Mission Crossroads

FAL 2018

Mission Crossroads is a three-time-a-year magazine focused on worldwide work of the PC(USA). It offers news and feature stories about mission personnel, international partners and grassroots Presbyterians involved in God's mission in the world.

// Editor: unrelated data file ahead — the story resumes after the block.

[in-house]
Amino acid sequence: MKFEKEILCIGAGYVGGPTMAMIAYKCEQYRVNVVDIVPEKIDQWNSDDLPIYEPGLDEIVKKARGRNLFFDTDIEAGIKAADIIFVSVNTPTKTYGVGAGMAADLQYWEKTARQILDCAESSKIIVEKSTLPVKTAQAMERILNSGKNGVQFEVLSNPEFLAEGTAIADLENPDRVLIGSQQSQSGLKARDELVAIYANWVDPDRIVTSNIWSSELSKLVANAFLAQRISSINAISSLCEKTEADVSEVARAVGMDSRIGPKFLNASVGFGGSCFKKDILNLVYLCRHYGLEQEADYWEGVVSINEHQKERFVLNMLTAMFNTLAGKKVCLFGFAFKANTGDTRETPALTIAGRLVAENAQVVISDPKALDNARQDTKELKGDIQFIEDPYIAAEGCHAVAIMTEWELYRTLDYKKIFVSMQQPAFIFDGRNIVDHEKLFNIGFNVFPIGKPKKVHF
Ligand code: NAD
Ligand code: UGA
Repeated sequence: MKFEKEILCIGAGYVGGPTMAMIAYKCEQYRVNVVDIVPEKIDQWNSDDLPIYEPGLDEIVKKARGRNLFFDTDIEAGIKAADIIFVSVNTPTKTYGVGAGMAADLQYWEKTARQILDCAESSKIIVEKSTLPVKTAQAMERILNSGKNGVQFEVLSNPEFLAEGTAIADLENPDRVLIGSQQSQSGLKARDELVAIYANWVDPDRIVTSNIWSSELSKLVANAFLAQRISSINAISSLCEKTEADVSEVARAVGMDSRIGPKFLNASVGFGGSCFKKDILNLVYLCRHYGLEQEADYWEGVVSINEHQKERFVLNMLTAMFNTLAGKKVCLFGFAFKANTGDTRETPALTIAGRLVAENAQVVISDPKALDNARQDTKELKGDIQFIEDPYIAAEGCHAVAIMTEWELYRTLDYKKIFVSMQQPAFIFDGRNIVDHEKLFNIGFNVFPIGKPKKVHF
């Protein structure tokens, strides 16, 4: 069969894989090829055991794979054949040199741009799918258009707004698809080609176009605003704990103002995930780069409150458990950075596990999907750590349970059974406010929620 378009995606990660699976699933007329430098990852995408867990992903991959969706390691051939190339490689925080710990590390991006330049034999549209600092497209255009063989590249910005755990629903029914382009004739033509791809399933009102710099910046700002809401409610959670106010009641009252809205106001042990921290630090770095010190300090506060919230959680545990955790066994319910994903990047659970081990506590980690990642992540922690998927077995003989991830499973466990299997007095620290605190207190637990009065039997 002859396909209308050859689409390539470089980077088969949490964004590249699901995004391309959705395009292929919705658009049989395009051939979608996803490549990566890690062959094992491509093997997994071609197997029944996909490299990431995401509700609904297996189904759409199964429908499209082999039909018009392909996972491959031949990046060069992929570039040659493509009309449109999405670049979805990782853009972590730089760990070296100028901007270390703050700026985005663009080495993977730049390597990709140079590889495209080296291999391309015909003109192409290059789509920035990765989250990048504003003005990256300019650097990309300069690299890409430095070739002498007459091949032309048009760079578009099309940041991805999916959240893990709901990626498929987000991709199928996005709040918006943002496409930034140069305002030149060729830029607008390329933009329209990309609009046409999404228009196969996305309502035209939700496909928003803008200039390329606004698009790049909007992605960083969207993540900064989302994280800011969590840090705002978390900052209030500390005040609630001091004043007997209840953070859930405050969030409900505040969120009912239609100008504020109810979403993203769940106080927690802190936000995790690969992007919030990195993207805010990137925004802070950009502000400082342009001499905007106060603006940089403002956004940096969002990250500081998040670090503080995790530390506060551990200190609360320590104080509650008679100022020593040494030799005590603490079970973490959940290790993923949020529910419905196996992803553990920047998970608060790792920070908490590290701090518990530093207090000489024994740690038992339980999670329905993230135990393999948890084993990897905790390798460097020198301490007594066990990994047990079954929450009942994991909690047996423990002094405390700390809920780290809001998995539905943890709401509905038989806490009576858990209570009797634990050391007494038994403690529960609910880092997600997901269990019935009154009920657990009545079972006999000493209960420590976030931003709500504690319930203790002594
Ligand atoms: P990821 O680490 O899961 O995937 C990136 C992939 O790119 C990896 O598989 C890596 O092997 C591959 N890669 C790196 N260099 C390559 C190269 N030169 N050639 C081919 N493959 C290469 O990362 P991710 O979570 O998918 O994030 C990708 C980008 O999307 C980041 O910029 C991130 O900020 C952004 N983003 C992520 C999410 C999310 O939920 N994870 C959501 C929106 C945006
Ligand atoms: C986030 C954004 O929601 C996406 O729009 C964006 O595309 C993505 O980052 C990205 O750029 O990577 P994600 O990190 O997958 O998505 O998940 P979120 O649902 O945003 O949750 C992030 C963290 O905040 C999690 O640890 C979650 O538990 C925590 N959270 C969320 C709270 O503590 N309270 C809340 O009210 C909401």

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18 | Fall 2018 Mission vision Retired ophthalmologist Doris Schoon expresses her love of mission through generosity Pat Cole Doris Schoon, M.D. M E E T C R I T I C A L N E E D S Support all mission co-workers. pcusa.org/donate/E132192 s a child growing up in Luverne, Minnesota, Doris Schoon learned the words to "Jesus Loves Me" in Chinese. Doris was touched by this simple exercise led by her pastor, the Rev. Otto Braskamp, who had once been a Presbyterian missionary in China. ough she no longer remembers the Chinese lyrics, the music of mission continues to play in her heart. Doris, a retired ophthalmologist from Anaheim, California, is a faithful and generous financial supporter of Presbyterian mission work and mission co-workers. She views the service of mission co-workers as a sign of vitality in the Presbyterian Church (U.S.A.). "When I see the list of the mission co-workers, it gives me hope." "By giving to mission, everyone can play a role in the church's witness and demonstrate their gratitude to God," Doris said. "Whether our gifts help support missionaries or go to establishing schools and hospitals around the world, they are expressions of gratitude for the abundant love and gifts God has showered on us." Doris' commitment to mission came early in life. As a recent high school graduate, she went to a Presbyterian young adult conference in Grinnell, Iowa, where the group was invited to consider mission service. "We were asked if any of us were interested in going into full-time missionary work, and I raised my hand," she recalled. "at's what I intended to do." As a young doctor, Doris followed through on this intention. While she was doing an internship in New York, the PC(USA)'s Board of National Missions approached her about working at Embudo Presbyterian Hospital in northern New Mexico. She served for two years at the former mission hospital, where she filled in for doctors who were on leave. "Every morning we read from the Mission Yearbook for Prayer & Study," she said. "It was a really inspiring and worthwhile two years." Life's circumstances took her vocational path in a different direction, but she never lost interest in mission. While in private practice in California, she took a short-term leave to serve at an eye clinic in Kenya that was founded by a doctor friend. Her church and its mission work remained a priority for Doris as her career progressed into research and finally into service for veterans. She spent her last 15 years of practice at the Long Beach Veterans Administration Hospital. "I really enjoyed working with veterans," she said. She added that "almost every one of them would bring up something religious." Doris was committed to improving the eyesight of her patients, but she was also interested in how they saw the world through the eyes of faith. Similarly, she appreciates the holistic work of Presbyterian World Mission and the breadth of ministries performed by mission co-workers. Reflecting this broad interest, most of her gifts to mission co-worker support go to benefit the ministries of all mission co-workers. "If somebody is going in my place, I want to make sure that I am helping to take care of them," she said. Pat Cole is a communications specialist in Mission Engagement & Support with the Presbyterian Mission Agency. A

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